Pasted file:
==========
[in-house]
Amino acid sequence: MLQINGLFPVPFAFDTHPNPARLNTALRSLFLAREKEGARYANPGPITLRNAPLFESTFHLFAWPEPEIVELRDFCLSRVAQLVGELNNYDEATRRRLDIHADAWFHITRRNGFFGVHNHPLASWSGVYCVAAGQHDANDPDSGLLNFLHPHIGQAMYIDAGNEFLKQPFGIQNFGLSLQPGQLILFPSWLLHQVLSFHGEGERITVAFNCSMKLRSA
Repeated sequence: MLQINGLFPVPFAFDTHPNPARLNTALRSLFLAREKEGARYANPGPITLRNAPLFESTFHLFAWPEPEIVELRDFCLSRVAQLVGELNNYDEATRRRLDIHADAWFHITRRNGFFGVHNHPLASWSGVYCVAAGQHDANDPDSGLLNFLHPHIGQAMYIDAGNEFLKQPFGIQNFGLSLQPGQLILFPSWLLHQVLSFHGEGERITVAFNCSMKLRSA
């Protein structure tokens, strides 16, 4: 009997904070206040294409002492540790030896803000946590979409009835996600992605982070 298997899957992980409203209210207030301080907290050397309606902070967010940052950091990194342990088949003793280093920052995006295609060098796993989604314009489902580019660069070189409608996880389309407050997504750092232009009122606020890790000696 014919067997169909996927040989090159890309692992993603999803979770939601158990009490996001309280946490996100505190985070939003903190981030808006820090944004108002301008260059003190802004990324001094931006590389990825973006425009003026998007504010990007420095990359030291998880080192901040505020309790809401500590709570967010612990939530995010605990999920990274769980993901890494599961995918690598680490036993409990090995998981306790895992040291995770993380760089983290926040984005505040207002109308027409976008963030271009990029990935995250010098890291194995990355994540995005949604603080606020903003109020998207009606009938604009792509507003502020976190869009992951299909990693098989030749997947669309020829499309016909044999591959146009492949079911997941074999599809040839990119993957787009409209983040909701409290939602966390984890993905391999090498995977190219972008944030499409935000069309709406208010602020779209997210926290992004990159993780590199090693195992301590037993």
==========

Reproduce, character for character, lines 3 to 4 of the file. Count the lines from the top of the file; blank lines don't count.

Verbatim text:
Repeated sequence: MLQINGLFPVPFAFDTHPNPARLNTALRSLFLAREKEGARYANPGPITLRNAPLFESTFHLFAWPEPEIVELRDFCLSRVAQLVGELNNYDEATRRRLDIHADAWFHITRRNGFFGVHNHPLASWSGVYCVAAGQHDANDPDSGLLNFLHPHIGQAMYIDAGNEFLKQPFGIQNFGLSLQPGQLILFPSWLLHQVLSFHGEGERITVAFNCSMKLRSA
């Protein structure tokens, strides 16, 4: 009997904070206040294409002492540790030896803000946590979409009835996600992605982070 298997899957992980409203209210207030301080907290050397309606902070967010940052950091990194342990088949003793280093920052995006295609060098796993989604314009489902580019660069070189409608996880389309407050997504750092232009009122606020890790000696 014919067997169909996927040989090159890309692992993603999803979770939601158990009490996001309280946490996100505190985070939003903190981030808006820090944004108002301008260059003190802004990324001094931006590389990825973006425009003026998007504010990007420095990359030291998880080192901040505020309790809401500590709570967010612990939530995010605990999920990274769980993901890494599961995918690598680490036993409990090995998981306790895992040291995770993380760089983290926040984005505040207002109308027409976008963030271009990029990935995250010098890291194995990355994540995005949604603080606020903003109020998207009606009938604009792509507003502020976190869009992951299909990693098989030749997947669309020829499309016909044999591959146009492949079911997941074999599809040839990119993957787009409209983040909701409290939602966390984890993905391999090498995977190219972008944030499409935000069309709406208010602020779209997210926290992004990159993780590199090693195992301590037993």